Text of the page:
The House has passed controversial parental rights legislation governing schools, dubbed the “Don’t Say Gay” bill by opponents.
House Democrats and Republicans went back and forth Thursday afternoon, debating legislation (HB 1557) sponsored by Republican Rep. Joe Harding, that would limit instruction of sexual orientation and gender identity. The bill passed in a 69-47 near-partisan vote. Democratic Rep. James Bush III voted in favor of the bill. Republican Reps. Vance Aloupis, Demi Busatta Cabrera, Chip LaMarca, Amber Mariano, Jim Mooney, Rene Placensia and Will Robinson voted against.
The legislation would ban classroom “instruction on sexual orientation or gender identity” for students in kindergarten through third grade, or “in a manner that is not age-appropriate or developmentally appropriate for students in accordance with state standards” for other students.
Parents who think a classroom discussion is not age-appropriate or who are unsupportive of a district’s policies would be able to sue for damages and attorney’s fees.
Rep. Carlos Guillermo Smith, wearing his rainbow pin upside-down in a sign of distress, opened debate Thursday with an impassioned testimony Thursday during debate.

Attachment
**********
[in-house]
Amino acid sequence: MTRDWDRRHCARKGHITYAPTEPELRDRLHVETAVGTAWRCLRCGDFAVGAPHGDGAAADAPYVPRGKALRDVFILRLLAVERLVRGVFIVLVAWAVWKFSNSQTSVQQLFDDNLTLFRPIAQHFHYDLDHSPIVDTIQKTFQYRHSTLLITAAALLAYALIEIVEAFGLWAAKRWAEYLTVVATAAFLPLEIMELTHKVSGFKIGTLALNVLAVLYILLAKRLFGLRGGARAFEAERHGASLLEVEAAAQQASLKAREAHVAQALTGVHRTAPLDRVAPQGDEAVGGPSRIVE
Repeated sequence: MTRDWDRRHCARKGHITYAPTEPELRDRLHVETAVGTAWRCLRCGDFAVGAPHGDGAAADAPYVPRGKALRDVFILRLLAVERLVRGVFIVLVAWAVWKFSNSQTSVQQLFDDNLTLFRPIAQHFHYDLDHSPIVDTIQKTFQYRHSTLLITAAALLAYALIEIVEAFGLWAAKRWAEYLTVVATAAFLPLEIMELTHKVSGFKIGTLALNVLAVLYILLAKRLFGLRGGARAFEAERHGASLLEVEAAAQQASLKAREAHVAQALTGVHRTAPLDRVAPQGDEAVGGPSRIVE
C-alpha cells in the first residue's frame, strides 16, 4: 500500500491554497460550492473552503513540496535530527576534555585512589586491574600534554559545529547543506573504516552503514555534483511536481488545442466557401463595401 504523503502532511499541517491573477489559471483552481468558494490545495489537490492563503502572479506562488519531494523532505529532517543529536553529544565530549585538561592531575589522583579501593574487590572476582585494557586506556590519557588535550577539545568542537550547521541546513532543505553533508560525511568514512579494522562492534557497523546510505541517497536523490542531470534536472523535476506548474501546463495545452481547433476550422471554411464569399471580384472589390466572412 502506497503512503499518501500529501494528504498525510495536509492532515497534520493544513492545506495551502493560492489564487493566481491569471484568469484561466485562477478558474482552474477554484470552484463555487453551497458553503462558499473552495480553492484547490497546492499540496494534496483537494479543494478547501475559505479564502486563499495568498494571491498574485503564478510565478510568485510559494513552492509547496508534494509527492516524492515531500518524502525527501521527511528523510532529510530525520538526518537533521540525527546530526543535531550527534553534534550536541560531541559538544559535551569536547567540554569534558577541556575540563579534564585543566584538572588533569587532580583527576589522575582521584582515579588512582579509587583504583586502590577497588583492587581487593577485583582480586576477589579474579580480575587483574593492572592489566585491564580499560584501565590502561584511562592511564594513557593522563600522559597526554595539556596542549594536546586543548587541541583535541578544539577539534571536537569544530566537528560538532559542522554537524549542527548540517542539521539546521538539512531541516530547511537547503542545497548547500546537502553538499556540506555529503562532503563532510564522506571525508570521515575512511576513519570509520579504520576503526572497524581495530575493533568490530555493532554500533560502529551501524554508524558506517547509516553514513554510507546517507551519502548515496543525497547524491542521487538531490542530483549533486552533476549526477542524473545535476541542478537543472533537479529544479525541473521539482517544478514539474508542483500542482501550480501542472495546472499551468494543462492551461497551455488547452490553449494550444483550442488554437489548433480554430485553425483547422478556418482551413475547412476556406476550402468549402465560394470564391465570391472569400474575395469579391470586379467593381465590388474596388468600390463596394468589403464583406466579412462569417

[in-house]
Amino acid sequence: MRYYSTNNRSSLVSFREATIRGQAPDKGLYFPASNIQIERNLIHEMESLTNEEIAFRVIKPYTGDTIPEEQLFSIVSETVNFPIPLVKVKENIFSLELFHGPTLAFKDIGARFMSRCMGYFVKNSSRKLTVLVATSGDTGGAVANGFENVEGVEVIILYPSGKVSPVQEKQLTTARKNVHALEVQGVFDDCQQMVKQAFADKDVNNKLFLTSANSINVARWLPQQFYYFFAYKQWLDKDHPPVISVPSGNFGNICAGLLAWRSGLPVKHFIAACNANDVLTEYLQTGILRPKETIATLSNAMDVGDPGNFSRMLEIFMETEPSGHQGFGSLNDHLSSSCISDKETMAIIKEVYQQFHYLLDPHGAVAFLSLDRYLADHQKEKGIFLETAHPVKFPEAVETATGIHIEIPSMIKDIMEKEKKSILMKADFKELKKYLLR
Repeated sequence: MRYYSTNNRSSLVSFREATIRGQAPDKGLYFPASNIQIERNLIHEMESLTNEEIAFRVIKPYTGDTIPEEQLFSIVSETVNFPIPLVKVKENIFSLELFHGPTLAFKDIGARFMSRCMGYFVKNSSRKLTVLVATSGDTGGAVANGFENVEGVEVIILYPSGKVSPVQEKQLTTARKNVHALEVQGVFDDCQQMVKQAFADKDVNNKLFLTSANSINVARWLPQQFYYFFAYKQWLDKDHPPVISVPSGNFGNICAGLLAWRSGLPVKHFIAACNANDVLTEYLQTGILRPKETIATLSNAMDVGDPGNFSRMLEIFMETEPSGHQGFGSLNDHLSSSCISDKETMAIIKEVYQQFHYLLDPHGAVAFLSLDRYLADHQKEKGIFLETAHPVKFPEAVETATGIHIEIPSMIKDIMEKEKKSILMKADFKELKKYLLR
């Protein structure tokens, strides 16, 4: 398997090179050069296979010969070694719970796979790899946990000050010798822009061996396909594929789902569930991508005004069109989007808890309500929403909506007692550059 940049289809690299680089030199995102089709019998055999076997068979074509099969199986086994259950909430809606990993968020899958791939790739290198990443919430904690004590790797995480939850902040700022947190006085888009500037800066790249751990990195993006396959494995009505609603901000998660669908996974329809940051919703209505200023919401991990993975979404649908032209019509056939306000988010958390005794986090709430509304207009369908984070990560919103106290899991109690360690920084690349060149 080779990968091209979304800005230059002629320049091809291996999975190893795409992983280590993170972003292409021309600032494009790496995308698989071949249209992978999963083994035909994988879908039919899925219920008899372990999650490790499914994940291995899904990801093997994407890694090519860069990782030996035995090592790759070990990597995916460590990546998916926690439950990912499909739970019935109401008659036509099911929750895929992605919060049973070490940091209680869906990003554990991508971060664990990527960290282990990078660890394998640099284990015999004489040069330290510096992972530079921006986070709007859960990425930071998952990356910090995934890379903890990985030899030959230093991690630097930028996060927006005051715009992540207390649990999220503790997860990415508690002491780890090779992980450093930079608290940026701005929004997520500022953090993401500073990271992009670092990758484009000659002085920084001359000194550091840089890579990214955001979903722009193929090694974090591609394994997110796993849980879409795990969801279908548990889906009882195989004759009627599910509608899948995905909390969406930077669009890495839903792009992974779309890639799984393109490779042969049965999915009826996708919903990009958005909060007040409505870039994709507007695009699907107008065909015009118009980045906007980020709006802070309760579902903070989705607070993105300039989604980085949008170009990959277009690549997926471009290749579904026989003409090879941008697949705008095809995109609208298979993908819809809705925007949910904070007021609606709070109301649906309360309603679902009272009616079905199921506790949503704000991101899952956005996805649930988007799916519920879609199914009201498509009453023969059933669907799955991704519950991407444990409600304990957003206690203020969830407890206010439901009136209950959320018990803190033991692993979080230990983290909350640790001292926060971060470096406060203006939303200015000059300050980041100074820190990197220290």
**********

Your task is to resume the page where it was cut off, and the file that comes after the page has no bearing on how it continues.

“I can’t not make it personal,” Smith, an openly-gay Orange County Democrat. “This bill goes way beyond the text on the page. It sends a terrible message to our youth, that there is something so wrong, so inappropriate, so dangerous about this topic that we have to censor it from classroom instruction.”
When discussing the legislation, Smith referenced HB 7, the anti-‘woke’ bill, which the House passed just before hearing the LGBTQ instruction bill.
“I feel like there’s a theme here because we’re passing legislation to censor our workplaces, our schools, our teachers. But I can tell you right now, you’re not gonna censor me,” he said, adding that the bill’s vague language will “create an environment of fear and censorship,” even if it does not directly restrict conversations.
Republicans pushed back against opponents nicknaming the legislation the “Don’t Say Gay” bill and argued the bill only restricts instruction among children aged five to nine, despite the language of the bill suggesting otherwise.
“Critics are claiming that we’re banning discussion about families in schools, that we’re banning the teaching of history, that we’re outing students. Members, this is all fiction,” said Rep. Kaylee Tuck, a Lake Placid Republican. “The bill plain as day states that we cannot have instruction, meaning curriculum led by teachers, teaching children ages five through nine about sexual orientation and gender identity — think about children that are learning how to color inside the lines.”